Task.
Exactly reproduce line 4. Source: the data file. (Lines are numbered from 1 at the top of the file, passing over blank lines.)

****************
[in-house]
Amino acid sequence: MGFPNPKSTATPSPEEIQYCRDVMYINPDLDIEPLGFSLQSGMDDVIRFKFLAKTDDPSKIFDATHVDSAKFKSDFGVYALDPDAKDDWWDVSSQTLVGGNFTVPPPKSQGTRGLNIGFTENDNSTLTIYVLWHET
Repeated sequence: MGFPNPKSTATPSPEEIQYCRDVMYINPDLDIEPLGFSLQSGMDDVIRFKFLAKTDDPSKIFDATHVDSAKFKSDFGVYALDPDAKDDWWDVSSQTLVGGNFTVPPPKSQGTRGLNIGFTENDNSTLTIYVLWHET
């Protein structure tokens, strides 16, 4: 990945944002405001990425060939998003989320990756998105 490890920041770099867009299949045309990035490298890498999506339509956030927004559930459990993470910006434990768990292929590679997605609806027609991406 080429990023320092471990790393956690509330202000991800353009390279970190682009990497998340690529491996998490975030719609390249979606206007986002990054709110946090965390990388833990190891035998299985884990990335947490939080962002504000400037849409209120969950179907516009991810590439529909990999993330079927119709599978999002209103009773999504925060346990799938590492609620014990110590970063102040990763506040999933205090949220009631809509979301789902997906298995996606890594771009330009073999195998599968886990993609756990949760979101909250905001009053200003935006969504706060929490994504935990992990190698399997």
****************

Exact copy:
């Protein structure tokens, strides 16, 4: 990945944002405001990425060939998003989320990756998105 490890920041770099867009299949045309990035490298890498999506339509956030927004559930459990993470910006434990768990292929590679997605609806027609991406 080429990023320092471990790393956690509330202000991800353009390279970190682009990497998340690529491996998490975030719609390249979606206007986002990054709110946090965390990388833990190891035998299985884990990335947490939080962002504000400037849409209120969950179907516009991810590439529909990999993330079927119709599978999002209103009773999504925060346990799938590492609620014990110590970063102040990763506040999933205090949220009631809509979301789902997906298995996606890594771009330009073999195998599968886990993609756990949760979101909250905001009053200003935006969504706060929490994504935990992990190698399997």